Cultural Values as Instruments for Economic Modernization: Nationalism and Ideology in Taiwan

Persistent Link:
http://hdl.handle.net/10150/112063
Title:
Cultural Values as Instruments for Economic Modernization: Nationalism and Ideology in Taiwan
Author:
Coffey, Courtney
Citation:
Arizona Anthropologist 10:53-72. © 1993 Association of Student Anthropologists Department of Anthropology, University of Arizona, Tucson, AZ 85721
Publisher:
University of Arizona, Department of Anthropology
Journal:
Arizona Anthropologist
Issue Date:
1993
URI:
http://hdl.handle.net/10150/112063
Abstract:
Native commentators on Taiwan's recent industrialization consider culture to be a key factor in the nation's modernization drive. Indigenous writers present Chinese culture as not only economically fit but also morally superior to other nations. Such presentations are based on an idealized view of a Confucian society, which includes assumptions about the state as cultural guide and model. In presenting Chinese culture as a key to modernization, the writers also contribute to certain ideological projects. Legitimation of the government, paternalistic claims on citizens and workers by the state and employers, and the rhetorical war against communism arc some of the tacit agendas I discuss.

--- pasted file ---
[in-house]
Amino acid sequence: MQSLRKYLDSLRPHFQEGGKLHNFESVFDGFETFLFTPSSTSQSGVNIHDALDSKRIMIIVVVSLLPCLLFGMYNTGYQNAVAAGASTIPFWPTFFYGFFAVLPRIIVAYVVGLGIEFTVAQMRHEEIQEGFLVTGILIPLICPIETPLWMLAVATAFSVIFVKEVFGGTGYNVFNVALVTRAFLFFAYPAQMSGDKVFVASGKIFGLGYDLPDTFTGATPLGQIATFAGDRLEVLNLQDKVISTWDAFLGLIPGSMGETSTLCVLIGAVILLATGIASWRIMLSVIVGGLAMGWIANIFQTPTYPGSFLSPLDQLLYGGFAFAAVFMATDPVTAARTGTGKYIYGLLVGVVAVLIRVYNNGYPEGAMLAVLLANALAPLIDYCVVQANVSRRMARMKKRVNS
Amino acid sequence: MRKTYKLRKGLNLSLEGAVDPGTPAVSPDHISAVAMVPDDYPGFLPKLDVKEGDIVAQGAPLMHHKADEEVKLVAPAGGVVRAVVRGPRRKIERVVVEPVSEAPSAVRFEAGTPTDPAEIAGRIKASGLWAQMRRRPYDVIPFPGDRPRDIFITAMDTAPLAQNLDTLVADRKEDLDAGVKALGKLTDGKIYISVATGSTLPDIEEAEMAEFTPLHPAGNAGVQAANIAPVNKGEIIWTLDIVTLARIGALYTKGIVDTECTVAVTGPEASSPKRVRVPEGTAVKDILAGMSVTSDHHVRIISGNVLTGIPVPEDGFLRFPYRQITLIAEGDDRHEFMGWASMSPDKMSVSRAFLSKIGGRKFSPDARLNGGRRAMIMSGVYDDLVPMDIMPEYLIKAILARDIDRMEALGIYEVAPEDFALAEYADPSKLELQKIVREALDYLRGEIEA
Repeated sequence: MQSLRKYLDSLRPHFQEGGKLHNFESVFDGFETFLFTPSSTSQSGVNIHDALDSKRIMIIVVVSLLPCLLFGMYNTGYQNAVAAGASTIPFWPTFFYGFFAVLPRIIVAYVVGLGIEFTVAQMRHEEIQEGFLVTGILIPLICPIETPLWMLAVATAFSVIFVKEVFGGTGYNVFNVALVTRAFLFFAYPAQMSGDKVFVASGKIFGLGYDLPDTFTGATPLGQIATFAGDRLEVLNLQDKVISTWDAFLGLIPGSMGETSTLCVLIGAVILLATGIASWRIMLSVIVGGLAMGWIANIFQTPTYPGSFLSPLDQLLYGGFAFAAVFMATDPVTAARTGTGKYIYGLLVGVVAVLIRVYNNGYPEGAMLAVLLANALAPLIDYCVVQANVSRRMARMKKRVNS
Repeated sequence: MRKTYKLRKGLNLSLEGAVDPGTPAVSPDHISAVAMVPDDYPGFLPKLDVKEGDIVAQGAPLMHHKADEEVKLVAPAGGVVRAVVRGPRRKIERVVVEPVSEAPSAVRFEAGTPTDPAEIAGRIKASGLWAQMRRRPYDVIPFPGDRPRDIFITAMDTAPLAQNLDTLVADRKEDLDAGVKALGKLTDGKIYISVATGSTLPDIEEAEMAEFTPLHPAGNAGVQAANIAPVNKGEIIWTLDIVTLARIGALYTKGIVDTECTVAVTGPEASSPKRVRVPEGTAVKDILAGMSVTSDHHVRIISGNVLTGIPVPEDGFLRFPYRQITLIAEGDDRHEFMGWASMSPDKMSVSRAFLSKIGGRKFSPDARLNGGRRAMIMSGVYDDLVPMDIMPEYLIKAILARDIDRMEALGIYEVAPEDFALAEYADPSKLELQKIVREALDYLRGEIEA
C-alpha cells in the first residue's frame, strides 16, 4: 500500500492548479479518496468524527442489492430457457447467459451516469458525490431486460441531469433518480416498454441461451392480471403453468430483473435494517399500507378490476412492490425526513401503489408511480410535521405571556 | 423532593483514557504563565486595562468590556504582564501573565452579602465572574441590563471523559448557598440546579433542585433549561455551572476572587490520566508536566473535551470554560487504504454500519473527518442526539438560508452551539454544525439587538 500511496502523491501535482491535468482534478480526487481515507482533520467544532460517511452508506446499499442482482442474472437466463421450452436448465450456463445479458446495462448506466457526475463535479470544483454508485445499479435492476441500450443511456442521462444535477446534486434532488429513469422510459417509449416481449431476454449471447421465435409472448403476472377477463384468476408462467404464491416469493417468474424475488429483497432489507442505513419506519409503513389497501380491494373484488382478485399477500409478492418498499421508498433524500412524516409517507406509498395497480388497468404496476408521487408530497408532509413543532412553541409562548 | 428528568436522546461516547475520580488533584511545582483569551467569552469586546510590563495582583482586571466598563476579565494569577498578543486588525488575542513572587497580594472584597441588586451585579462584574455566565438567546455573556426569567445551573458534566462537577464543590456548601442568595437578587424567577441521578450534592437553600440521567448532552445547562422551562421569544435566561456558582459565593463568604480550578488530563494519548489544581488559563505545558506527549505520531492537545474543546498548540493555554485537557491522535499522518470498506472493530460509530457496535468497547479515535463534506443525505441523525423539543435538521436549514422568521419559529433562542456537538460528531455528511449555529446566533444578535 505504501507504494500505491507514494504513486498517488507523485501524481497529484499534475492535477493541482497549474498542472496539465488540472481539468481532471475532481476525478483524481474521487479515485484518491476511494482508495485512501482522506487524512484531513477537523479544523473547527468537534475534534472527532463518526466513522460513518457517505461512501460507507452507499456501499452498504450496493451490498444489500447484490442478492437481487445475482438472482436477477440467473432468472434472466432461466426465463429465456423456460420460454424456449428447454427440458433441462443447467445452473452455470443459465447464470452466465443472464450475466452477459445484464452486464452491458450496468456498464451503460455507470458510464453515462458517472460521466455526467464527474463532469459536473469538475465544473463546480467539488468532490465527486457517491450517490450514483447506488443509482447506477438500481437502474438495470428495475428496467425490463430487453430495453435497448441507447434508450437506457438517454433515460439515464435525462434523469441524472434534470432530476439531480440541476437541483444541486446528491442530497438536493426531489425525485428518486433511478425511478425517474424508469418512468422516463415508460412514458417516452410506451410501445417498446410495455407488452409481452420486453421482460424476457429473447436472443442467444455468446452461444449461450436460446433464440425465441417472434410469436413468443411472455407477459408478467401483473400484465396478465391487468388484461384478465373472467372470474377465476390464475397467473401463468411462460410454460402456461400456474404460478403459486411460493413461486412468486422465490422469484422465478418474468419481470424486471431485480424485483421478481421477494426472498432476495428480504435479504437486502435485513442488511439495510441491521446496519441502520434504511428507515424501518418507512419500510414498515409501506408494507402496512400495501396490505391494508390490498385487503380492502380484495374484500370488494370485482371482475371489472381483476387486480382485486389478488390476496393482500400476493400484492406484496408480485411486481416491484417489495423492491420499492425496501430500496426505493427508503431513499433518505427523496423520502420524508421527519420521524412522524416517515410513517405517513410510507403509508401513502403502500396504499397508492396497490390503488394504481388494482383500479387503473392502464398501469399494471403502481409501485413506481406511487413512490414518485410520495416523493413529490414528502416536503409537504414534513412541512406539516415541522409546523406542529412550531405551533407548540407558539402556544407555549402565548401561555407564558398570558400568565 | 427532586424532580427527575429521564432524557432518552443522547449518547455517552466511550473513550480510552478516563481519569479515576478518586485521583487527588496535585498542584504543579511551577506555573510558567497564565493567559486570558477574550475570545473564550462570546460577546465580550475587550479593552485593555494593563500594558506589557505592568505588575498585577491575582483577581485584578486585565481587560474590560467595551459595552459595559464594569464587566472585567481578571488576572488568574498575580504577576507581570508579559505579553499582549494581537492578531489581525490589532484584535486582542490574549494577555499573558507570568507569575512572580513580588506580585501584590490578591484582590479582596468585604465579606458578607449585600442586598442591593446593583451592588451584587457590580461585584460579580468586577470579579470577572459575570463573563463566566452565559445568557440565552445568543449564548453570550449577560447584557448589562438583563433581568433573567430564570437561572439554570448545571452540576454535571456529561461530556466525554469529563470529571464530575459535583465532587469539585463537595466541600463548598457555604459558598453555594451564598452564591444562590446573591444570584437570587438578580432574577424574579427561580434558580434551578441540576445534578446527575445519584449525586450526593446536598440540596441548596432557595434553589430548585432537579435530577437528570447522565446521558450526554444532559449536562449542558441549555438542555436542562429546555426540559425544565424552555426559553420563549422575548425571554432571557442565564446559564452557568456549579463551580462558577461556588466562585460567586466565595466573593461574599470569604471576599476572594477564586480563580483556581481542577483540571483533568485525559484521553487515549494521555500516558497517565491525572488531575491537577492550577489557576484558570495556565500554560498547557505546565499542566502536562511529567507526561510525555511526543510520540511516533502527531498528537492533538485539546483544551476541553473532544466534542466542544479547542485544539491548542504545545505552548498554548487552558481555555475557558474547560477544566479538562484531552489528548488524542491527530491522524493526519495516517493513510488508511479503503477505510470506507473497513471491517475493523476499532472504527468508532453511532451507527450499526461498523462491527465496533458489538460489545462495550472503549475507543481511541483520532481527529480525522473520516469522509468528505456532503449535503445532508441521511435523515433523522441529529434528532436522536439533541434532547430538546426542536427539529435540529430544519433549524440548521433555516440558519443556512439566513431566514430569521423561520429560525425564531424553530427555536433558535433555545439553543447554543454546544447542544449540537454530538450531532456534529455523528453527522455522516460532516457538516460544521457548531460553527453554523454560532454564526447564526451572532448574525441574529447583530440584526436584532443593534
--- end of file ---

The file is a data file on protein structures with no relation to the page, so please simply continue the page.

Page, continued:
Type:
Article
Language:
en_US
ISSN:
1062-1601

Full metadata record

DC FieldValue Language
dc.contributor.authorCoffey, Courtneyen_US
dc.date.accessioned2010-09-29T19:51:23Z-
dc.date.available2010-09-29T19:51:23Z-
dc.date.issued1993-
dc.identifier.citationArizona Anthropologist 10:53-72. © 1993 Association of Student Anthropologists Department of Anthropology, University of Arizona, Tucson, AZ 85721en_US
dc.identifier.issn1062-1601-
dc.identifier.urihttp://hdl.handle.net/10150/112063-
dc.description.abstractNative commentators on Taiwan's recent industrialization consider culture to be a key factor in the nation's modernization drive. Indigenous writers present Chinese culture as not only economically fit but also morally superior to other nations. Such presentations are based on an idealized view of a Confucian society, which includes assumptions about the state as cultural guide and model. In presenting Chinese culture as a key to modernization, the writers also contribute to certain ideological projects. Legitimation of the government, paternalistic claims on citizens and workers by the state and employers, and the rhetorical war against communism arc some of the tacit agendas I discuss.en_US
dc.language.isoen_USen_US
dc.publisherUniversity of Arizona, Department of Anthropologyen_US
dc.titleCultural Values as Instruments for Economic Modernization: Nationalism and Ideology in Taiwanen_US
dc.typeArticleen_US
dc.identifier.journalArizona Anthropologisten_US
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